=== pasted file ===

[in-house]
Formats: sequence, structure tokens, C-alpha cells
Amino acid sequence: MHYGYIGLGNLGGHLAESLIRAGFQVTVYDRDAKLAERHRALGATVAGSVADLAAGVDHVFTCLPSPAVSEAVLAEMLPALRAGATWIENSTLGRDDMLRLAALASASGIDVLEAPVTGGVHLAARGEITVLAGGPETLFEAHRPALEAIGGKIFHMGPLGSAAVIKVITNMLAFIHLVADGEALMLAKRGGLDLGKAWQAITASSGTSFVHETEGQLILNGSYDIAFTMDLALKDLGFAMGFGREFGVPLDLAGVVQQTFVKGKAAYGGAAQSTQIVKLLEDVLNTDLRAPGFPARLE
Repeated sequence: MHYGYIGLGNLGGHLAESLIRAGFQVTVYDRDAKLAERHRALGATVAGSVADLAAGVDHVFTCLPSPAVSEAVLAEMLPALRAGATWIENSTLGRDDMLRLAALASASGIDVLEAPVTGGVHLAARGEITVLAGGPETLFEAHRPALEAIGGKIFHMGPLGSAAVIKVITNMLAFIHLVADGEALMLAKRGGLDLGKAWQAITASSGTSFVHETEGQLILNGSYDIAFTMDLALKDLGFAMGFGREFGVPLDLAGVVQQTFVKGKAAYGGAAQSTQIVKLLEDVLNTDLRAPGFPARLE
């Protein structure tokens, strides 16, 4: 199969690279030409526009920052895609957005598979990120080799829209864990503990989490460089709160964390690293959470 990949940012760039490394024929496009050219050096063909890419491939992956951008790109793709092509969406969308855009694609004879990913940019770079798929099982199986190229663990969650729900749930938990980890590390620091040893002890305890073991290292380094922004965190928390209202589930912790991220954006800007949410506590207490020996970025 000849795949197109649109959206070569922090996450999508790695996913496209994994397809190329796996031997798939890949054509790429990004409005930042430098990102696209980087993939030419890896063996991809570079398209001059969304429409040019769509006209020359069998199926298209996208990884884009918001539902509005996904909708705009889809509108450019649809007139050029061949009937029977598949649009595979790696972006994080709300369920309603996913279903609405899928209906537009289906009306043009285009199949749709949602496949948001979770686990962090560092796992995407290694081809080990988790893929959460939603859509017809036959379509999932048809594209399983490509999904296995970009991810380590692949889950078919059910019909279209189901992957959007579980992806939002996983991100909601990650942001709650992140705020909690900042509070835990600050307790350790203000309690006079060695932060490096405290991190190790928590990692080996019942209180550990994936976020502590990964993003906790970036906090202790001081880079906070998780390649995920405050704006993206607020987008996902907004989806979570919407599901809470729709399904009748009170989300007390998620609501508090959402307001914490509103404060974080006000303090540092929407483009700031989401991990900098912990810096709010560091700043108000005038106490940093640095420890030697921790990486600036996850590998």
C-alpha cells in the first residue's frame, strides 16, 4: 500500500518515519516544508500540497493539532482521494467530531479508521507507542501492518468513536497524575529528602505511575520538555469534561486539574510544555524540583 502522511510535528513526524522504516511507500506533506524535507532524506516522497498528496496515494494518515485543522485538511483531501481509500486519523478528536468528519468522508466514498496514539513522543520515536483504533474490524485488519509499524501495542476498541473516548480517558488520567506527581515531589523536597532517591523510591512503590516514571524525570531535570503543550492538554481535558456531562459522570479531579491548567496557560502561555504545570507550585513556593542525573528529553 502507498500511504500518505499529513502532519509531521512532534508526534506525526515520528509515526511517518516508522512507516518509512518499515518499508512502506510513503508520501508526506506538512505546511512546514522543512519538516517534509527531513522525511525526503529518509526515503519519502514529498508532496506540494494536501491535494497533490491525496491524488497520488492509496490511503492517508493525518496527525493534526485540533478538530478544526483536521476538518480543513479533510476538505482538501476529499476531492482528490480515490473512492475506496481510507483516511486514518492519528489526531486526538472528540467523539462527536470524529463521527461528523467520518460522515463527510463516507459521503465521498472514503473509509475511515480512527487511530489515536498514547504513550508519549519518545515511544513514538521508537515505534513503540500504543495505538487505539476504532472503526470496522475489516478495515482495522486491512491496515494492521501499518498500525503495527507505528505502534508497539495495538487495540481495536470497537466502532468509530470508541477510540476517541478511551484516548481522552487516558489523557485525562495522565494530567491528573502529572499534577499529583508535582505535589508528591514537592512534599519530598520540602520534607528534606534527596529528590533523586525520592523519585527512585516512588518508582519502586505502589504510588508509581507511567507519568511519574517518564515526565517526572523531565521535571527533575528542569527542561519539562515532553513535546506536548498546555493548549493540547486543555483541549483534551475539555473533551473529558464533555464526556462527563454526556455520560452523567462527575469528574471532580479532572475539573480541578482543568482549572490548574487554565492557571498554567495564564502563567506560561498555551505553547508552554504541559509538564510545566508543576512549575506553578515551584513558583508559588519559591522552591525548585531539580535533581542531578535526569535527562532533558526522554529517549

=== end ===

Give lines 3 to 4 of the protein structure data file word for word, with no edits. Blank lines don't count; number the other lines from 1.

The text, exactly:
Amino acid sequence: MHYGYIGLGNLGGHLAESLIRAGFQVTVYDRDAKLAERHRALGATVAGSVADLAAGVDHVFTCLPSPAVSEAVLAEMLPALRAGATWIENSTLGRDDMLRLAALASASGIDVLEAPVTGGVHLAARGEITVLAGGPETLFEAHRPALEAIGGKIFHMGPLGSAAVIKVITNMLAFIHLVADGEALMLAKRGGLDLGKAWQAITASSGTSFVHETEGQLILNGSYDIAFTMDLALKDLGFAMGFGREFGVPLDLAGVVQQTFVKGKAAYGGAAQSTQIVKLLEDVLNTDLRAPGFPARLE
Repeated sequence: MHYGYIGLGNLGGHLAESLIRAGFQVTVYDRDAKLAERHRALGATVAGSVADLAAGVDHVFTCLPSPAVSEAVLAEMLPALRAGATWIENSTLGRDDMLRLAALASASGIDVLEAPVTGGVHLAARGEITVLAGGPETLFEAHRPALEAIGGKIFHMGPLGSAAVIKVITNMLAFIHLVADGEALMLAKRGGLDLGKAWQAITASSGTSFVHETEGQLILNGSYDIAFTMDLALKDLGFAMGFGREFGVPLDLAGVVQQTFVKGKAAYGGAAQSTQIVKLLEDVLNTDLRAPGFPARLE